What Is Visceral Fat and Why It’s Important to Reduce It
Visceral fat is the accumulation of fat on our body, but it does not accumulate in the subcutaneous layers of the waist and thighs, and around the abdominal organs. It is more dangerous than the usual subcutaneous fat and fighting it is much more difficult. If subcutaneous accumulation can, in extreme cases, be removed surgically, doctors have not yet learned how to cut into the visceral layer.
We at Bright Side found the essential information about visceral fat for you to get familiar with so as to be healthier.
Why is it so dangerous?
Visceral deposits are actually important for the body, as they protect the internal organs from the effects of the internal environment. However, their total mass shouldn’t exceed 10%-15% of the total amount of all of the body fat.
Gaining more visceral fat than the norm allows is a health hazard. Excess visceral fat can provoke such diseases as:
- varicose veins, as there is an excessive pressure on the legs;
- myocardial infarction, since when the heart is covered with fat and begins to fail, this can lead to disastrous consequences;
- diseases of an oncological nature;
- hormonal disorders;
- violation of metabolic processes in the body.
How is it different from subcutaneous fat?
Our body needs subcutaneous fat. By replenishing the energy reserves of the body, it gives us vitality and warms us up when it’s cold. As you are aware, fat stores in our body with food consumption. But if you eat too much or too often, your body begins to reserve fat not in the subcutaneous layer, but directly near the internal organs. Such an internal fat layer is called visceral fat.
There is an increase in fat around the stomach, liver, gallbladder, intestines, kidneys, and genitals. Excess visceral fat blocks the flow of blood and lymph to the internal organs. The ventilation of the lungs worsens and oxygen in the body becomes imbalanced, which leads to difficulty in breathing and sleeping.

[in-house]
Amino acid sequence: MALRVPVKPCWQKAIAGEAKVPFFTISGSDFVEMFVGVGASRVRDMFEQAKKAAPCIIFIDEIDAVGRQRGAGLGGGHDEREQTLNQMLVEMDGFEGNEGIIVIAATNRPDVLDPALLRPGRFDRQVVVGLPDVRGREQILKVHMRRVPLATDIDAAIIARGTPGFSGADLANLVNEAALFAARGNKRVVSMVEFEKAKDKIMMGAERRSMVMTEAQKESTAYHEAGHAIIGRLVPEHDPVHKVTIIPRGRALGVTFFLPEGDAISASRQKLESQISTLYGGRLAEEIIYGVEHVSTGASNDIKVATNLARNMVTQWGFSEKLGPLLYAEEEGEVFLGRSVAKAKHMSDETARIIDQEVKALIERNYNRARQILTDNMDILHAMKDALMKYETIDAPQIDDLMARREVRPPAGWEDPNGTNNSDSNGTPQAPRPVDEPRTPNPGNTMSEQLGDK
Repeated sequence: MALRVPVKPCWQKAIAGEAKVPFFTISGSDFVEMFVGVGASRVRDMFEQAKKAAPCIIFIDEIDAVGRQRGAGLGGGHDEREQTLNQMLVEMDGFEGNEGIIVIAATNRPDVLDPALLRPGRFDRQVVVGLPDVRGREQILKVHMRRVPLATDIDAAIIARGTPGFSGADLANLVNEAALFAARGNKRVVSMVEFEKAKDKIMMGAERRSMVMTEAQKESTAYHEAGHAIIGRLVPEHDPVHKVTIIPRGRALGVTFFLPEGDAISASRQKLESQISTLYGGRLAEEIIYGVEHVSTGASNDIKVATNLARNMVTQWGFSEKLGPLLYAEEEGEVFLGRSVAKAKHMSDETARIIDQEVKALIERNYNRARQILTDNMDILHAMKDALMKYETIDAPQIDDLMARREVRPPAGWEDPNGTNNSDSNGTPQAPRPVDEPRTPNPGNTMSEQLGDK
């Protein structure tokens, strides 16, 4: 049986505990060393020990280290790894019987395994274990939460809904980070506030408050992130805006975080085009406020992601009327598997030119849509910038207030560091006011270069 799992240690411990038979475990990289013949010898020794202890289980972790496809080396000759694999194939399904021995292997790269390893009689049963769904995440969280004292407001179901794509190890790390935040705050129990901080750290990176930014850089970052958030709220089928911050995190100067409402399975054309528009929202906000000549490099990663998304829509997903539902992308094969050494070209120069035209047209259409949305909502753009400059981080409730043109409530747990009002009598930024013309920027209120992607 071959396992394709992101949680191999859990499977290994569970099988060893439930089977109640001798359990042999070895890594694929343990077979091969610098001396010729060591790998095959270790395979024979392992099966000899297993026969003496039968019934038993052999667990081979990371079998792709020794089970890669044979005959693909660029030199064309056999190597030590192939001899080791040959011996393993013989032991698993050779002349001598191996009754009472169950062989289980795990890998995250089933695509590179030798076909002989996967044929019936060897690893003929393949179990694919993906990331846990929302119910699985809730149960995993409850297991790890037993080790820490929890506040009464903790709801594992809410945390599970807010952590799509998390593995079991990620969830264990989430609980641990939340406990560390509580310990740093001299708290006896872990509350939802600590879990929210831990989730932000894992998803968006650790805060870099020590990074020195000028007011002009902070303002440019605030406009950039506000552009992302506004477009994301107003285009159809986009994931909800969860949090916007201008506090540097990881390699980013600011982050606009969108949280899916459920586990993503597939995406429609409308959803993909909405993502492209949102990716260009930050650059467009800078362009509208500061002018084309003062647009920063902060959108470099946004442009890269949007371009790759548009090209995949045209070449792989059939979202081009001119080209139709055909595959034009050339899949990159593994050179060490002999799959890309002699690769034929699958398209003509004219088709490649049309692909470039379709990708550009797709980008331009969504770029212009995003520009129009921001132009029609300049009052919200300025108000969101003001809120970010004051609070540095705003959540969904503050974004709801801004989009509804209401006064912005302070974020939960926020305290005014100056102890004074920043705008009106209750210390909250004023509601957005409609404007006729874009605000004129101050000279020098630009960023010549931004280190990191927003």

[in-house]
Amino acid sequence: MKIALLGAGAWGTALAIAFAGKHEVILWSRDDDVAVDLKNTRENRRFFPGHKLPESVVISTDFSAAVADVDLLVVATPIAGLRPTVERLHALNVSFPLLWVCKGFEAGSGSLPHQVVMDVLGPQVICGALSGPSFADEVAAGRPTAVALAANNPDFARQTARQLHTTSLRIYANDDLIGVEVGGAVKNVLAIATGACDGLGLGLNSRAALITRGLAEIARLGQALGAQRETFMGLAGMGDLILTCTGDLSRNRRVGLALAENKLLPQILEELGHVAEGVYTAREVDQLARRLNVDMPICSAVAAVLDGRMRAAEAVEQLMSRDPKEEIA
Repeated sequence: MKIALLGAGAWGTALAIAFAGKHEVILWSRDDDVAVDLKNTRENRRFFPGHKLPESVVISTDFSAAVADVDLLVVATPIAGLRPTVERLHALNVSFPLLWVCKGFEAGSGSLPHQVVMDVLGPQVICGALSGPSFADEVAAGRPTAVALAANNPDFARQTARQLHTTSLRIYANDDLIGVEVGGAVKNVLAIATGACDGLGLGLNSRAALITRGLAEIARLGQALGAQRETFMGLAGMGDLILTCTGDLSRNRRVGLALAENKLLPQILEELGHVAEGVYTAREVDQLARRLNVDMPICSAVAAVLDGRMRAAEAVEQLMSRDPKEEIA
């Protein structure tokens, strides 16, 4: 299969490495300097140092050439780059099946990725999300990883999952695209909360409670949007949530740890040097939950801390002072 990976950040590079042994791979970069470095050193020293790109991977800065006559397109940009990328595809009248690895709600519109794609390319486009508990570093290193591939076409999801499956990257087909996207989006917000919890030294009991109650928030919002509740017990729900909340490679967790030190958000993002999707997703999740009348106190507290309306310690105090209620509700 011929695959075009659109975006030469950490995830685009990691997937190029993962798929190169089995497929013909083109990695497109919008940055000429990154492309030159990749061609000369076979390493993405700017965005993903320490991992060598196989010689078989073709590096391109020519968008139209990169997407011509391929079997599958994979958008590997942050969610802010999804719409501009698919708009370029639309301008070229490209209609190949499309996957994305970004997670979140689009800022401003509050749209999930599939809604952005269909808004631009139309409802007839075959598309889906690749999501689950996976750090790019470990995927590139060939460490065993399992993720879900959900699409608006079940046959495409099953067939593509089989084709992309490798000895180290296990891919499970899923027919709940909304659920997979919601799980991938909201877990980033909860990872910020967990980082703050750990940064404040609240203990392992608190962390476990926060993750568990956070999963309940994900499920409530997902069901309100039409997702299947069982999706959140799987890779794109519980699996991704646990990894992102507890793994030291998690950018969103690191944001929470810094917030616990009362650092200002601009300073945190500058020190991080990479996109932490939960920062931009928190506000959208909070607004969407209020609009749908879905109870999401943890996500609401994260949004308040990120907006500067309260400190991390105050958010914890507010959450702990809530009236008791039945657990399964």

Where does it come from?
The accumulation of excessive visceral fats is due to genetic predisposition. But our way of life also plays an important part in this. For example, many know that men (even if they’re slender) can get what’s called a “beer belly” if they consume too much beer. Beer adversely affects testosterone, which is a male hormone that fights the deposit of excess fat.
After menopause, regardless of the structure of the body shape and the genetic predisposition, a woman’s body sharply reduces estrogen production, and the probability of growing visceral tissue increases significantly.
Thus, people with a hormonal imbalance, metabolic disorders, and sedentary lifestyles are the ones at the greatest risk.
How can you measure it?
To determine the amount of the dangerous fat, it is, of course, better to go to the clinic and undergo a medical examination. But not a lot of people are big fans of going to the doctor.
First, you need to measure your waist. If the size of your waist is in the generally accepted norms, then you do not need to worry about an overabundance of internal fat. The norm for women is up to 35 in and for men — around 37 in.
Second, you calculate the coefficient. Measure your hips and waist and divide the waist size by the hip size. The coefficient that you get will indicate a deviation from the norm. For women, it is more than 0.88 and for men — more than 0.95.
Most importantly — how do you get rid of it?
First of all, you need to switch to a healthy diet. Increase your intake of foods from plants, i.e. your daily diet should consist of 70% of fruits and vegetables. Reduce the consumption of animal fats (butter, fatty beef, or pork) and similar vegetable fats (palm and coconut oil).
It is also necessary to refuse trans fats which are used in the creation of various substitutes of natural oils (so-called spread production, cheap imitation of butter). Also, these oils are often used in the preparation of various muffins, cakes, cookies, and etc.
Revise your diet and eliminate foods with a high glycemic index. Such products dramatically increase the sugar content in the blood, which increases insulin synthesis. And this is a direct path to the formation of excess fat on the waist.
Try to minimize the consumption of alcoholic beverages. It’s not even about the alcohol — it’s more about the snacks that we consume. Replace plain white bread with bread products made from coarse flour. Eat foods that are high in fiber to cleanse the intestines. Forget about “guilty pleasure” snacks. Nuts, dried fruits, citrus fruits, raw vegetables, and fruits are an indispensable alternative to harmful sandwiches.
And, most importantly, try to find time to exercise on a regular basis. Burn visceral fat with intense physical activities — namely running, swimming, cycling, playing football, or tennis. The main enemy of internal fat is activity. Move more and follow the rules of healthy eating and the fat will melt day by day like ice cream on a summer day.
If you have any other information to provide on this matter, please share it in the comments below.